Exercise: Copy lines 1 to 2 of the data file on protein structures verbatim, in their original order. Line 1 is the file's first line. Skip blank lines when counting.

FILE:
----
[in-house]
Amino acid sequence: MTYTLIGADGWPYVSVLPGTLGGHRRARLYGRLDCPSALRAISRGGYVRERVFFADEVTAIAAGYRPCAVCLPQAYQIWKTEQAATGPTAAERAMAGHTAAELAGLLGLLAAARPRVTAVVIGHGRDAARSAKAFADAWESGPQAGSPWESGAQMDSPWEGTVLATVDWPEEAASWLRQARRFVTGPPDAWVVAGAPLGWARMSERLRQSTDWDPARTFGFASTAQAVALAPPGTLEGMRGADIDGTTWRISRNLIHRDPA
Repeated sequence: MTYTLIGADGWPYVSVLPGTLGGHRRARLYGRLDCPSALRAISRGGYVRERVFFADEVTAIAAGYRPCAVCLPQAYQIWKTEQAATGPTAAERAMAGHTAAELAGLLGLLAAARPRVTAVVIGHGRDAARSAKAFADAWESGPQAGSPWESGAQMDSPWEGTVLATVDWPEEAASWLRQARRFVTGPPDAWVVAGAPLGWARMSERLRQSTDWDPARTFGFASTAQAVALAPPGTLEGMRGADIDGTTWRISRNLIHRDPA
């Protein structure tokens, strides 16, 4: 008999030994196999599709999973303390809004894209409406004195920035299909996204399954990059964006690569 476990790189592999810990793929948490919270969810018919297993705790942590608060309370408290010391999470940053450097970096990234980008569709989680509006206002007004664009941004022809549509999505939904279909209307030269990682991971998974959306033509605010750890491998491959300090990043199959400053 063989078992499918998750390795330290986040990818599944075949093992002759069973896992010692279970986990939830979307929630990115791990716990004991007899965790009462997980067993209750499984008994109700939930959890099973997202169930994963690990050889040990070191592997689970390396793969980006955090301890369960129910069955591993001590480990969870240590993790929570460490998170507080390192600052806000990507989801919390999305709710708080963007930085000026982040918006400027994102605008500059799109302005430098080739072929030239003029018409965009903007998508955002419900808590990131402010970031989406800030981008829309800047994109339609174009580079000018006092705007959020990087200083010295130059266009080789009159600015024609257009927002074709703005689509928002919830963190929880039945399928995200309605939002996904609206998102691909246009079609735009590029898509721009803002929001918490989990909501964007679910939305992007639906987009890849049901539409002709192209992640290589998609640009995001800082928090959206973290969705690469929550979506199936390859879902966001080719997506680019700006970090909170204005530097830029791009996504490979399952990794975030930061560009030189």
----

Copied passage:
[in-house]
Amino acid sequence: MTYTLIGADGWPYVSVLPGTLGGHRRARLYGRLDCPSALRAISRGGYVRERVFFADEVTAIAAGYRPCAVCLPQAYQIWKTEQAATGPTAAERAMAGHTAAELAGLLGLLAAARPRVTAVVIGHGRDAARSAKAFADAWESGPQAGSPWESGAQMDSPWEGTVLATVDWPEEAASWLRQARRFVTGPPDAWVVAGAPLGWARMSERLRQSTDWDPARTFGFASTAQAVALAPPGTLEGMRGADIDGTTWRISRNLIHRDPA